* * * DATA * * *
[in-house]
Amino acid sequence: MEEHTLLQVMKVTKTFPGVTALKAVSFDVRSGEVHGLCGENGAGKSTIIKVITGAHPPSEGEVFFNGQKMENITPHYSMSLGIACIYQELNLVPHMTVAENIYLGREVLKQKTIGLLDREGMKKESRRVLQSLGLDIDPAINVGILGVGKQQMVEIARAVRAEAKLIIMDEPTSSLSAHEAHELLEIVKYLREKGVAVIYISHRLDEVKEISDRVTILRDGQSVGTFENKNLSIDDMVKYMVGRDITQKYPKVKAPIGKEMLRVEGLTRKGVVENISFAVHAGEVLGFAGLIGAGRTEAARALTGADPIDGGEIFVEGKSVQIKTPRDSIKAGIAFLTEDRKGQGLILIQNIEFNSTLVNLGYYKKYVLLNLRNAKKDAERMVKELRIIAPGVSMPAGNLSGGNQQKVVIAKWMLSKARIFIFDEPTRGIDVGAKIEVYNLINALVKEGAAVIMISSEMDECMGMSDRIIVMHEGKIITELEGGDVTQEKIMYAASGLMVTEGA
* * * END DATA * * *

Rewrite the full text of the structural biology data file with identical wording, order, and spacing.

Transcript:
[in-house]
Amino acid sequence: MEEHTLLQVMKVTKTFPGVTALKAVSFDVRSGEVHGLCGENGAGKSTIIKVITGAHPPSEGEVFFNGQKMENITPHYSMSLGIACIYQELNLVPHMTVAENIYLGREVLKQKTIGLLDREGMKKESRRVLQSLGLDIDPAINVGILGVGKQQMVEIARAVRAEAKLIIMDEPTSSLSAHEAHELLEIVKYLREKGVAVIYISHRLDEVKEISDRVTILRDGQSVGTFENKNLSIDDMVKYMVGRDITQKYPKVKAPIGKEMLRVEGLTRKGVVENISFAVHAGEVLGFAGLIGAGRTEAARALTGADPIDGGEIFVEGKSVQIKTPRDSIKAGIAFLTEDRKGQGLILIQNIEFNSTLVNLGYYKKYVLLNLRNAKKDAERMVKELRIIAPGVSMPAGNLSGGNQQKVVIAKWMLSKARIFIFDEPTRGIDVGAKIEVYNLINALVKEGAAVIMISSEMDECMGMSDRIIVMHEGKIITELEGGDVTQEKIMYAASGLMVTEGA